Gene Therapy for Rheumatoid Arthritis
Margriet J. Vervoordeldonk,
Frits J. Fallaux,
Paul P. Tak.
Rheumatoid arthritis (RA) is a chronic inflammatory disease characterised by persistent joint swelling and progressive destruction of cartilage and bone. The primary manifestations are pain, swelling, and limited joint motility due to inflammation of the synovial membrane. In addition to conventional therapies, biologicals targeting cytokines and their receptors have proven useful as specific therapies for RA. Although these new biologicals have improved treatment to a certain extent and do provide proof of principle for targeted therapies, many patients continue to experience inflammation in one or more joints and repeated injections of the recombinant protein are needed for a long-term therapeutic effect. Gene therapy can provide stable, long-term expression of therapeutic proteins at the site of inflammation and thereby improve the treatment of RA and reduce costs related to the treatment with biologicals. Several gene therapy approaches have been developed and tested in animal models of arthritis. Currently a large number of ongoing studies are attempting to improve the efficacy and safety of vectors that are promising for gene therapeutic applications in humans. In addition, studies have been initiated to select new therapeutic candidate genes for the treatment of RA. After almost 20 years of preclinical research the first clinical trials in RA patients have been performed or are ongoing. This review describes the current status of the most promising vectors and therapeutic genes for gene therapy in RA.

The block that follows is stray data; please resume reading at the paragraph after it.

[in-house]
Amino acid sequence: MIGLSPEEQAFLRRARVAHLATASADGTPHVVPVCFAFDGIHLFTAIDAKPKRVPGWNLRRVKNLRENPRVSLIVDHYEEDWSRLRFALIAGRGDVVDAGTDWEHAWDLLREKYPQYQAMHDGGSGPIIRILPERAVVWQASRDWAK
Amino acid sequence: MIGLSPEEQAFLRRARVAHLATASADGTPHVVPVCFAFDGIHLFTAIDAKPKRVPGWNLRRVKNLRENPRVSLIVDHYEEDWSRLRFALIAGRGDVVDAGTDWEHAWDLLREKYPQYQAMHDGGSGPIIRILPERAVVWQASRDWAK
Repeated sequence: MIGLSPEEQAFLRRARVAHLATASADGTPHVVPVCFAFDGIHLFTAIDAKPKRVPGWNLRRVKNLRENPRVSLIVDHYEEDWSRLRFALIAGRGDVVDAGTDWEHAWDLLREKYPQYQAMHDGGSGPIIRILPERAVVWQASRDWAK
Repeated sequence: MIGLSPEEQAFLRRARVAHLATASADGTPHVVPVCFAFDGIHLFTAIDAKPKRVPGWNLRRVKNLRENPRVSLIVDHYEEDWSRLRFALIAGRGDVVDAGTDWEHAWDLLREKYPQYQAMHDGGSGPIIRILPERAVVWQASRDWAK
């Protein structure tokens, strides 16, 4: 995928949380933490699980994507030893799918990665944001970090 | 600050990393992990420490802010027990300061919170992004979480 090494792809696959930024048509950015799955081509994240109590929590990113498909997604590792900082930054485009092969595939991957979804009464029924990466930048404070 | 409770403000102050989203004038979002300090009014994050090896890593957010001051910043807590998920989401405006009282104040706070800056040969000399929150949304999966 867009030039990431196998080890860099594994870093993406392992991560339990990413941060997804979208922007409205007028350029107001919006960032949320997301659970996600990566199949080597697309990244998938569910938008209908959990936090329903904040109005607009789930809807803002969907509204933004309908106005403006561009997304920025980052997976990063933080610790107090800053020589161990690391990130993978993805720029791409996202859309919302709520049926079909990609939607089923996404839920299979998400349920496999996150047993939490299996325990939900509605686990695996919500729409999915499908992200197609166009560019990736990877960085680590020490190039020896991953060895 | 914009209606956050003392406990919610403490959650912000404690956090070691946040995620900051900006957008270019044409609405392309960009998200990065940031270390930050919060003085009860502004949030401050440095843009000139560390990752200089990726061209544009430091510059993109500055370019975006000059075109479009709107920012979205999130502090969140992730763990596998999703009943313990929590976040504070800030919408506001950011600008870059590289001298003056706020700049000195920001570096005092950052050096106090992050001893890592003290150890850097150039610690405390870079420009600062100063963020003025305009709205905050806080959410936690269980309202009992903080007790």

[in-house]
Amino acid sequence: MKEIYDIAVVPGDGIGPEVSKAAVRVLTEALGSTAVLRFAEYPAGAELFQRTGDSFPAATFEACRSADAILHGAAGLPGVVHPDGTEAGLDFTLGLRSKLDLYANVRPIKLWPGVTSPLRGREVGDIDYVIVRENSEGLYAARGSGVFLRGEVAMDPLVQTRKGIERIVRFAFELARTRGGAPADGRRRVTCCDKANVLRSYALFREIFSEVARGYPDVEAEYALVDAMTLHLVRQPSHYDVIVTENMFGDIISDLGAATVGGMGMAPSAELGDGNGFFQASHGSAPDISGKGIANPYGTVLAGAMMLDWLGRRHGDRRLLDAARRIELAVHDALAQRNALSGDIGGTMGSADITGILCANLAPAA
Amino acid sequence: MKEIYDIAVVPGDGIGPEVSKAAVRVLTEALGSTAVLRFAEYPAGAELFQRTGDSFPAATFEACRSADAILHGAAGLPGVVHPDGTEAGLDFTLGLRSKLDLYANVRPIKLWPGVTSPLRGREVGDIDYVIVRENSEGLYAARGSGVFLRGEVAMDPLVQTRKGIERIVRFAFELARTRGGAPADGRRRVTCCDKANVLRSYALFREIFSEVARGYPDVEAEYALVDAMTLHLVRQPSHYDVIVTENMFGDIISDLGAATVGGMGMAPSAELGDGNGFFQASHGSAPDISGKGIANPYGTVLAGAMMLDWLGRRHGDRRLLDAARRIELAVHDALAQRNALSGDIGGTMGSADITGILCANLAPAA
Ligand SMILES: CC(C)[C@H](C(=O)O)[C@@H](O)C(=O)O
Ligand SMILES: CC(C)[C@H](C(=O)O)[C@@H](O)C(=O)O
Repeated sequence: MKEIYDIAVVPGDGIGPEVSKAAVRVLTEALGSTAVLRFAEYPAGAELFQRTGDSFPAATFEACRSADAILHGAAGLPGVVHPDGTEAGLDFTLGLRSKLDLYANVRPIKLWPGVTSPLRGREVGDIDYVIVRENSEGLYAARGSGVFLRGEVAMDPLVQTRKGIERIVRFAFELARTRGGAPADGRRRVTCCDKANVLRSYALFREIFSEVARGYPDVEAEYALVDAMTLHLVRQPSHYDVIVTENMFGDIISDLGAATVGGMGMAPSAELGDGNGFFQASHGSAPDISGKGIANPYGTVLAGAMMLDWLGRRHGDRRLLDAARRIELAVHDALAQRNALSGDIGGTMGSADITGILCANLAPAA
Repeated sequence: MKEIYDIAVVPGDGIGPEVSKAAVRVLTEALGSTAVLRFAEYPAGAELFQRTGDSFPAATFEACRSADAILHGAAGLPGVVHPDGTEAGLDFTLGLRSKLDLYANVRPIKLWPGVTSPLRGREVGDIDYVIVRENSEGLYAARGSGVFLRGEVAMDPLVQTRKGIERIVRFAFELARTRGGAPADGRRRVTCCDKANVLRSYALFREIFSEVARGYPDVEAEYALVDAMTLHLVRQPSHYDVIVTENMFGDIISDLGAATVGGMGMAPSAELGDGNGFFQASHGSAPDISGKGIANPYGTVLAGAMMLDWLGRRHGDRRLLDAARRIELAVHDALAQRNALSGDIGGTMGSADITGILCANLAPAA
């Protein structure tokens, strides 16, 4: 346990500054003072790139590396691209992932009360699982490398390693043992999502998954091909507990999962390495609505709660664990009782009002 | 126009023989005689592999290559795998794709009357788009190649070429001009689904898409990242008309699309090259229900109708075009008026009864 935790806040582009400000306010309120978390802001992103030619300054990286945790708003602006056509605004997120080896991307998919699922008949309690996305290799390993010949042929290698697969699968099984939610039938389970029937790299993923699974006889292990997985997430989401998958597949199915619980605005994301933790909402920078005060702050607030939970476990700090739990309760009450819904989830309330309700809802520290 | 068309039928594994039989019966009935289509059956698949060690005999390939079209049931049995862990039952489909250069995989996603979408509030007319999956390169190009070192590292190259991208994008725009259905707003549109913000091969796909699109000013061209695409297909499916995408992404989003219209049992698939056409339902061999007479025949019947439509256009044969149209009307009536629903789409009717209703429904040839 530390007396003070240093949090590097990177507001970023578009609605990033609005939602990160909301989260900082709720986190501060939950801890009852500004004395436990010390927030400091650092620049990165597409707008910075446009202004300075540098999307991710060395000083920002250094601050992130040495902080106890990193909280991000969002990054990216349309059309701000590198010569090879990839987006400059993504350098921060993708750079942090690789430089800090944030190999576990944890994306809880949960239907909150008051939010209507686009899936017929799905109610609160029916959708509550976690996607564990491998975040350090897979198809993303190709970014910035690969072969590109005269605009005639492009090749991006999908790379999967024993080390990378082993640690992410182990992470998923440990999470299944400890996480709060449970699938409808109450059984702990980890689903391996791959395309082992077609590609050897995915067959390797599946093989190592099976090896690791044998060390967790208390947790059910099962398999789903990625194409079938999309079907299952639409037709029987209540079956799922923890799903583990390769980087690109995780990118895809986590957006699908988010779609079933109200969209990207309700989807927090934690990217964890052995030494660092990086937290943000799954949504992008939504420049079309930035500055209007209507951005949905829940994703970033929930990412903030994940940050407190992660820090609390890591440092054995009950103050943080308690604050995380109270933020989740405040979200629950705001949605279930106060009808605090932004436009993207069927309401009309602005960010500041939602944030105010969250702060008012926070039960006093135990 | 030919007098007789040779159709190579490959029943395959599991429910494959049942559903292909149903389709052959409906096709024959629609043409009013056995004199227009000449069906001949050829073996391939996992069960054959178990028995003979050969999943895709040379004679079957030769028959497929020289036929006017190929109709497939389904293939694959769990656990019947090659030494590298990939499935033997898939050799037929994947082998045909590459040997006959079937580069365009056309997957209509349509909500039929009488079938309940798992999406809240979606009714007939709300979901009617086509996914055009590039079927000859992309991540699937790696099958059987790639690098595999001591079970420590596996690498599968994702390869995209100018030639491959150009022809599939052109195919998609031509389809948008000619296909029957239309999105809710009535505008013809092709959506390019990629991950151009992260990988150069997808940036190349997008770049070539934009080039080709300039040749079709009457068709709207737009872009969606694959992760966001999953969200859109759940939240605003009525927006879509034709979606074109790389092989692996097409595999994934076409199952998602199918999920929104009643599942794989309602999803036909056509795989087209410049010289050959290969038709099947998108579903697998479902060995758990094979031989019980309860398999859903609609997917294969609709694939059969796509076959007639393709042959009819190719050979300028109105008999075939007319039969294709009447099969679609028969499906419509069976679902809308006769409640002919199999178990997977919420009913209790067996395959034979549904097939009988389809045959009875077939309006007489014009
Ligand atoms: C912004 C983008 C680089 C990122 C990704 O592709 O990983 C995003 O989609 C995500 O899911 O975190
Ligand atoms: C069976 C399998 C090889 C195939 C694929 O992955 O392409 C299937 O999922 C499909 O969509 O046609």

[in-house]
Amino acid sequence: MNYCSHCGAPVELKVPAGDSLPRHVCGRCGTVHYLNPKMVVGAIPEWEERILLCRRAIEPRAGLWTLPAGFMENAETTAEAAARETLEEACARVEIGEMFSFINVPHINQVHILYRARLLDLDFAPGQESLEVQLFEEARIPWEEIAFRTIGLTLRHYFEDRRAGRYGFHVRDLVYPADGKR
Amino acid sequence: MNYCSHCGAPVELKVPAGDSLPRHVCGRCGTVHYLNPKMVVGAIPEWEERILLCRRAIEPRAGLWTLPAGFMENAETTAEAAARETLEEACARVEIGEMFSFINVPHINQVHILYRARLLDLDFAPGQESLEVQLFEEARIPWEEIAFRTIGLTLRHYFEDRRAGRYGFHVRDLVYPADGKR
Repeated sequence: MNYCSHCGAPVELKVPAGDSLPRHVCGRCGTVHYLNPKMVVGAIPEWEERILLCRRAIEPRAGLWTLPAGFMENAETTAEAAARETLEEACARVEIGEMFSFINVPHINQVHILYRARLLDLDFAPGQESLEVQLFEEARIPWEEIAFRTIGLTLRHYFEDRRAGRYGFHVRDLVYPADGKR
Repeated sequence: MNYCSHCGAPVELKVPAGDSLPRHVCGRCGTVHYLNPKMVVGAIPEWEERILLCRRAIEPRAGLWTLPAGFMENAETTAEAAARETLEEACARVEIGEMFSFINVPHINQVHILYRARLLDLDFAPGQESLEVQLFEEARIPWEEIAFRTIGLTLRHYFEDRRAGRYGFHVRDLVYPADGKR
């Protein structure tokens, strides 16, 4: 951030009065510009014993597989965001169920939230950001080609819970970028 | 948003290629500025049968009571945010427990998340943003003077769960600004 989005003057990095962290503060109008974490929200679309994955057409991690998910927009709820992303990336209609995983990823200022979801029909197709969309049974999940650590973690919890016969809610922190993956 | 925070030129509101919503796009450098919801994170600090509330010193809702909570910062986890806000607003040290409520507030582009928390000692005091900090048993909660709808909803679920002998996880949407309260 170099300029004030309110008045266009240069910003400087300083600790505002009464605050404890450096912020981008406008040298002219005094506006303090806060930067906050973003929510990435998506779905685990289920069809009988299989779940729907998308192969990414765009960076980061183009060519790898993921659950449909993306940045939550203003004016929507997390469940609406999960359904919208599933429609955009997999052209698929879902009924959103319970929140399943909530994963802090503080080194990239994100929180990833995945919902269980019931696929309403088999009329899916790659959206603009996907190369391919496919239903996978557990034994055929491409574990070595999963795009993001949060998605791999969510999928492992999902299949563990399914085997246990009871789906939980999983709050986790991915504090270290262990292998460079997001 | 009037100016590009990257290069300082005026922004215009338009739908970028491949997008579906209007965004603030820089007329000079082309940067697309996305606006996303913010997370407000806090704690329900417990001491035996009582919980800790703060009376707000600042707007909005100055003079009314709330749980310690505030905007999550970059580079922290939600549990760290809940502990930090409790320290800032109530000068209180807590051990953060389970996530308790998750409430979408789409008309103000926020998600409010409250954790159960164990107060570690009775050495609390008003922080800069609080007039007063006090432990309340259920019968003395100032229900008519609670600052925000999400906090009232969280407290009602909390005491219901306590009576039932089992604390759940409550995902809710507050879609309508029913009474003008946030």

Keywords: Rheumatoid arthritis, gene therapy, vectors, adeno-associated virus, lentivirus, adenovirus, animal models, therapeutic genes
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